The first few months were the honeymoon phase, but then reality set in. Power outages. Cultural isolation. TV programming for only one hour a day. The supermarket rarely had onions, cheese and diapers.
Daddy’s point in raising Trinidad was obvious: everyone has to pay career dues. I was paying mine teaching out in the boondocks of Nova Scotia. Things would get better. Think positive.
I dug up an old photo album. “You didn’t have it half as bad as me.” I pointed at a photo of him lounging on the beach, eating a shark bake sandwich. Mommy was sunbathing in a turquoise paisley bikini.
“Oh, you have no idea what was going on behind the scenes,” Daddy said. “I was losing my hair.”
“No you weren’t.” I pointed at the photo, at his peculiar 1970s hairstyle. Long bangs brushed forward, layers falling over the ears.
“Trust me – the place was a gong show.”
Yet deep down I didn’t believe him.
Later that day, I was surfing the New York Times online archives and I stumbled on Susan Sontag’s brilliant 1974 article on photography. Each sentence hit me with a new insight, illuminating my reaction perfectly:
“Photographed images do not seem to be statements about the world so much as pieces of it, miniatures of reality that anyone can make or acquire.” “To photograph is to appropriate the thing photographed.” “Photographs furnish evidence.”
This illusion of utter transparency, as Sontag explains, is a frank difference between photography and writing. Where writing is assumed by its very nature to be an interpretation, photography has the guise of being an immediate representation of reality, a window on fact.
Although I understood on a rational level that this effect was photography’s sleight-of-hand, the photo still asserted its visceral force.
Photo from: here
Sunday, June 6, 2010
Thursday, June 3, 2010
“For they might be parted for hundreds of years, she and Peter; she never wrote a letter and his were dry as sticks; but suddenly it would come over her, If he were with me now what would he say?”
I put down Mrs. Dalloway and blew my nose.
My first boyfriend Josh reminded me of Peter Walsh, Mrs. Dalloway’s childhood sweetheart. There's something about the way Mrs. Dalloway never forgets “his eyes, his pocket-knife, his smile, his grumpiness and, when millions of things had utterly vanished – how strange it was! – a few sayings” that was all too familiar. Had Josh been a British gentleman, like Peter, he might have headed to India for the empire's last hurrah. They were eccentrics who loved their travels, sword collections and foreign women. Their larger than life personalities splashed into conversations at parties, made outrageous claims, got everyone riled up, started fights, and then, at the height of it all, slipped out the back door.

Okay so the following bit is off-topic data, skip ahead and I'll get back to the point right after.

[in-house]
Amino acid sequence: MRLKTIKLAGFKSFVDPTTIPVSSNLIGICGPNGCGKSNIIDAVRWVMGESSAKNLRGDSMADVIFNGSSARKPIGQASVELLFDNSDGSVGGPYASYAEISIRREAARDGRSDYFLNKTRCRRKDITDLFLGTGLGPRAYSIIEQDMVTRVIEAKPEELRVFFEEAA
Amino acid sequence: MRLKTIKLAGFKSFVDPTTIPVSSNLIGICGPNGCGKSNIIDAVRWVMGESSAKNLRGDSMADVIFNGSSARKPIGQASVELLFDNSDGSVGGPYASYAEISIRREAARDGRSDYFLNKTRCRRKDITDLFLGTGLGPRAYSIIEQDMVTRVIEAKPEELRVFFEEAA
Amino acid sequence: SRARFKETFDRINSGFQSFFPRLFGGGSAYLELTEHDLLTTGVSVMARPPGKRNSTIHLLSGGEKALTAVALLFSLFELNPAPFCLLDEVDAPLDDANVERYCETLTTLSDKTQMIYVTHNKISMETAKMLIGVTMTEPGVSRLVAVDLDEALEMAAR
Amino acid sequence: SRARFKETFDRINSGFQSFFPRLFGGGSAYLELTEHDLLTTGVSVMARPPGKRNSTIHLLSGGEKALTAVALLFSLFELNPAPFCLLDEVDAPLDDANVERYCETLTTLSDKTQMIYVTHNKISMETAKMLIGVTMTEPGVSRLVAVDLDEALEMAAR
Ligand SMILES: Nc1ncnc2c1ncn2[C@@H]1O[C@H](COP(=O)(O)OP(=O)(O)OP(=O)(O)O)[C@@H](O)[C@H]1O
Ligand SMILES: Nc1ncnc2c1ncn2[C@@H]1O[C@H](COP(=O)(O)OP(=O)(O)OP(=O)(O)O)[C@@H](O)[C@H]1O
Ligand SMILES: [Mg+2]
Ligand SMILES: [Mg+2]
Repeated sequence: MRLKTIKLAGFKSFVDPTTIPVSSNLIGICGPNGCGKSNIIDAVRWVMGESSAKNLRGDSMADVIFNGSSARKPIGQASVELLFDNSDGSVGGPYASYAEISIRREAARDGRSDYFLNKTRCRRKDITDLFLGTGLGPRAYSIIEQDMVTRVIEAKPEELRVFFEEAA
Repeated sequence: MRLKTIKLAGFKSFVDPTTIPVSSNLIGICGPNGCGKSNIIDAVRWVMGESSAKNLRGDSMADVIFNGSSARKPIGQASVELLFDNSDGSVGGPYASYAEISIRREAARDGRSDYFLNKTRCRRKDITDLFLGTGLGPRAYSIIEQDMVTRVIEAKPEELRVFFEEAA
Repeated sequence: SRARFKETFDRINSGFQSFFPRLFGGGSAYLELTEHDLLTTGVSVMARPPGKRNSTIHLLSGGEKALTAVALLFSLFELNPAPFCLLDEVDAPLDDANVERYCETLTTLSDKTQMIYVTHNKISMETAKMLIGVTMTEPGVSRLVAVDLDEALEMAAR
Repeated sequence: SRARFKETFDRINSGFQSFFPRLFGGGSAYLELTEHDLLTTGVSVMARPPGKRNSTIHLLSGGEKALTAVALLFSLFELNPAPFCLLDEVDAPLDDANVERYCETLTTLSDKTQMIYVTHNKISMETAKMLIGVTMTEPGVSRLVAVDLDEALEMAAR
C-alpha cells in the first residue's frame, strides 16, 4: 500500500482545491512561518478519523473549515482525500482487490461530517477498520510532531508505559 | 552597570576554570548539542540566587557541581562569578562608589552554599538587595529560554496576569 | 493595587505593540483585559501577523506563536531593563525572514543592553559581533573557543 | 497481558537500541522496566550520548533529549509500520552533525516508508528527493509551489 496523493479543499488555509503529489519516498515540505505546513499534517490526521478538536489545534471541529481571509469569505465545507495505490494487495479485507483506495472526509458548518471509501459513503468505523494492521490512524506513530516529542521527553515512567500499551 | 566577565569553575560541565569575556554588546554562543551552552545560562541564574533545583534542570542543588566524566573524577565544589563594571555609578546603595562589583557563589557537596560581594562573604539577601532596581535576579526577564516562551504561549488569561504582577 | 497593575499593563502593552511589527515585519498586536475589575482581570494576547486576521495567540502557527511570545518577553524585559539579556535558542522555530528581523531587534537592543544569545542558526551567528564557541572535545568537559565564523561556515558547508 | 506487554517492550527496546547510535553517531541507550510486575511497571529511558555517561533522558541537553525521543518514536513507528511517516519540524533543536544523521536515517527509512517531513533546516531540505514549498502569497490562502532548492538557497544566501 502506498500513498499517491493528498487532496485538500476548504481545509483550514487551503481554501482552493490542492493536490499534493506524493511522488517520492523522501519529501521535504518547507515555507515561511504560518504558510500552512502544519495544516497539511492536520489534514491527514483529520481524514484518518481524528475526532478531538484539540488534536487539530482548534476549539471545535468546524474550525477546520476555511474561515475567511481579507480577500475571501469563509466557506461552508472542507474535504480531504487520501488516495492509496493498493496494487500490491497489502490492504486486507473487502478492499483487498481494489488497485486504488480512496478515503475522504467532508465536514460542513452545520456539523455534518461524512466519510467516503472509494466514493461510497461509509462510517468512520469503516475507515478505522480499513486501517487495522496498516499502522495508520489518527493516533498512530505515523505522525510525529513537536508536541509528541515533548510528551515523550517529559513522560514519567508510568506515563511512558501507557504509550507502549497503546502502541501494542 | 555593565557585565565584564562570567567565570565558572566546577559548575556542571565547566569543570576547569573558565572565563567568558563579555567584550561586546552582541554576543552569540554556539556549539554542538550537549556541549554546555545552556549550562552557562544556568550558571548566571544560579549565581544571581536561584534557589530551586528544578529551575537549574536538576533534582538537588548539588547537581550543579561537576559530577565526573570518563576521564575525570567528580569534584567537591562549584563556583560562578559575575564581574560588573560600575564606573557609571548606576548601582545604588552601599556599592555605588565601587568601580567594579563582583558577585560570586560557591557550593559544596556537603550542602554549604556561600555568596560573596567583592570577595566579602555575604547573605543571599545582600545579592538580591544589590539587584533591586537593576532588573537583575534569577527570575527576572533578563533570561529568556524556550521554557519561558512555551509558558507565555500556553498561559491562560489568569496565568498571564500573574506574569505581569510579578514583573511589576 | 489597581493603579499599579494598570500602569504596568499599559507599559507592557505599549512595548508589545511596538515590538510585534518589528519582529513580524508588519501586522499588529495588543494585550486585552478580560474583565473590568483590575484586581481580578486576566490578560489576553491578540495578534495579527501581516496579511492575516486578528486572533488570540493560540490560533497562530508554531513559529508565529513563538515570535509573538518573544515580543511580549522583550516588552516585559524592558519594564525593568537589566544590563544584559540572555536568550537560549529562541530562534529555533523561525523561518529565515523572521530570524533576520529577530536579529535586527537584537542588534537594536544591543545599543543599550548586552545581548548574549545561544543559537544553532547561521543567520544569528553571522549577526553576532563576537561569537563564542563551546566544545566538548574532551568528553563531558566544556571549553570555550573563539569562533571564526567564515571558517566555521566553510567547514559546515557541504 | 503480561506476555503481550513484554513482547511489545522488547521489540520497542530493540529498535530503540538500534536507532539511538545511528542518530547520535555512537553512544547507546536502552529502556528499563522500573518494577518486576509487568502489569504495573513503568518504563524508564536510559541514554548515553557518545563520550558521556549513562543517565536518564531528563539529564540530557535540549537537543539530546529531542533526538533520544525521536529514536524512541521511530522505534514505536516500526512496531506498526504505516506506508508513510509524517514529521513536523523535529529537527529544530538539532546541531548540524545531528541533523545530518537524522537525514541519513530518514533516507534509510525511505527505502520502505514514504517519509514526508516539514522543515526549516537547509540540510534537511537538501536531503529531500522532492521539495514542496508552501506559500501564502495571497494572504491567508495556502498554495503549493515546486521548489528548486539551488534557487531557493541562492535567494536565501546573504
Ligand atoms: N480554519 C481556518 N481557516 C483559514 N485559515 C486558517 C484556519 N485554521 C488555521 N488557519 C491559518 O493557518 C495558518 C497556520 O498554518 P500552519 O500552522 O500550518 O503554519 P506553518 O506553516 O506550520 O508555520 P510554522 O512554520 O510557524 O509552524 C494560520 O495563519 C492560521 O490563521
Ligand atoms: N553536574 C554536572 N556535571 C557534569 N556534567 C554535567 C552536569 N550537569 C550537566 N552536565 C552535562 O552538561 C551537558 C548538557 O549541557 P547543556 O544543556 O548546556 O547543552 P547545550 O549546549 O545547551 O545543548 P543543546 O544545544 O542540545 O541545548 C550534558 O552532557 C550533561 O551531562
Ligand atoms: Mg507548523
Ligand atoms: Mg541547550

Years ago, when I was reading Mrs. Dalloway for the first time, I told Josh that he reminded me of Peter. He eagerly began reading it. But the depiction left him incensed. “You're mean. Is this your way of saying we're not going to end up together?”
- Leslie Shimotakahara
- Toronto, ON, Canada
- Leslie Shimotakahara is a writer and recovering academic, who wanted to be simply a writer from before the time she could read. Hard-pressed to answer her parents’ question of how she would support herself as a writer, Leslie got drawn into the labyrinthine study of literature, completing her B.A. in Honours English from McGill in 2000, and her M.A. and Ph.D. in Modern American Literature from Brown in 2006. After graduation, she taught English at St. Francis Xavier University for two years. Leslie woke up one morning and realized that she’d had enough of the Ivory Tower. The fact that she wasn’t doing what she wanted to do with her life loomed over her, and the realization was startling. It was time to stop studying and passively observing life and do something real instead. She needed to discover herself and tell her own story. This blog and the book she has written under the same title (Variety Crossing Press, spring 2012) are her foray. Leslie's writing has been published in WRITE, TOK: Writing the New Toronto, Maple Tree Literary Supplement, and GENRE.